This past weekend we took fifteen of our students on a poverty simulation in Waco, Texas. It was an amazing experience watching both students and adults alike struggle with the realities that those in poverty face every single day. Hunger, helplessness, and vulnerability were constant companions during our forty two hour immersion. The weekend concluded on Sunday morning with worshiping at The Church Under the Bridge, which is pretty much just what it sounds like - a church that meets every Sunday under a highway overpass in downtown Waco.
It's a beautiful thing to see such a diverse mixture of people gathered together - not confined by the barriers of economic status or race - to simply worship the Creator.
One of the most powerful moments in the service came right before the message. The minister announced that one of the "rock stars for Jesus" was going to lead us in a song. Slowly, from the back of the crowd, a middle-aged man named Claude limped towards the stage. The right side of his body appeared to be paralyzed from some sort of disability, as he struggled to force his limbs to take each additional step. His weathered face and hands, along with his stained and worn out clothes, clearly testified that he knew the rigors of poverty and homelessness all too well, like a guest who had overstayed his welcome.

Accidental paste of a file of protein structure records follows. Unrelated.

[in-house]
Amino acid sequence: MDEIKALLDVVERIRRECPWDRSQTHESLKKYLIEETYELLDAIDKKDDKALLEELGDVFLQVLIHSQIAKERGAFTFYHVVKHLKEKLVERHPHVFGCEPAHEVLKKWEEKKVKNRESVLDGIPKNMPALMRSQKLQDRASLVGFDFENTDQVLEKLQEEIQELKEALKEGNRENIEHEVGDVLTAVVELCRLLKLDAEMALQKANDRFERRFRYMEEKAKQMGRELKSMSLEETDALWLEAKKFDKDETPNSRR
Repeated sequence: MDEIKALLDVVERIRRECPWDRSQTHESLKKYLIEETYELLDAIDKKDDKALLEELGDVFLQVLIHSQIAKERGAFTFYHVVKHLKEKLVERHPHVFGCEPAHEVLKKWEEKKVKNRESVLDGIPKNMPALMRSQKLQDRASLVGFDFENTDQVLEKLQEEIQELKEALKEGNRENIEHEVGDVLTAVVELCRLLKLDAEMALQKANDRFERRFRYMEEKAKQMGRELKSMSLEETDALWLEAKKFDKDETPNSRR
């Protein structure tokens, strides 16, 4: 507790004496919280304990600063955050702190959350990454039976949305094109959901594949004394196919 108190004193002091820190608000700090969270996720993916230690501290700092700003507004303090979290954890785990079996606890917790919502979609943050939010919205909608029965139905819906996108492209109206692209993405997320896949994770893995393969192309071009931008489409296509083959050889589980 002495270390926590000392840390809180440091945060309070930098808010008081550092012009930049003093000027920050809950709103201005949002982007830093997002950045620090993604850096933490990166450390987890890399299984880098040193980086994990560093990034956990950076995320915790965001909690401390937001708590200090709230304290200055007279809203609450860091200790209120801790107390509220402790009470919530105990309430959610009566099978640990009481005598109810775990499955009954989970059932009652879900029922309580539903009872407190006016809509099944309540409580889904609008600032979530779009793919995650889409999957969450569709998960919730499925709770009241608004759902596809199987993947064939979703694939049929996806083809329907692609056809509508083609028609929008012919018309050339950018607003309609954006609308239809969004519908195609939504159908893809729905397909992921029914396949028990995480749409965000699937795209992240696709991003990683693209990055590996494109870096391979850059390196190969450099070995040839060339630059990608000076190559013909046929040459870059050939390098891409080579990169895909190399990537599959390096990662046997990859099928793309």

As Claude began to speak in the microphone, it also became clear that our new song leader suffered from a strong speech impediment and possible mental disability. His words were slow and deep, but slurred and hindered, like each syllable required the effort of his whole being. As he gained his composure, he began to sing:
"Jesus loves me, this I know, for the Bible tells me so. Little ones to Him belong; they are weak, but He is strong"
It was out of tune, off pitch, and absolutely beautiful. Then, right on cue, all two hundred people joined in the chorus, "Yes, Jesus loves me. Yes, Jesus loves me. Yes, Jesus loves me. The Bible tells me so."
In that moment, with the least of "the least of these" standing and leading God's people in worship - not divided by rich or poor, black or white, male or female - time stood still underneath a bridge in Waco, Texas.
It was like God pulled back the curtain and said, "Behold, the Kingdom of God. Welcome to it."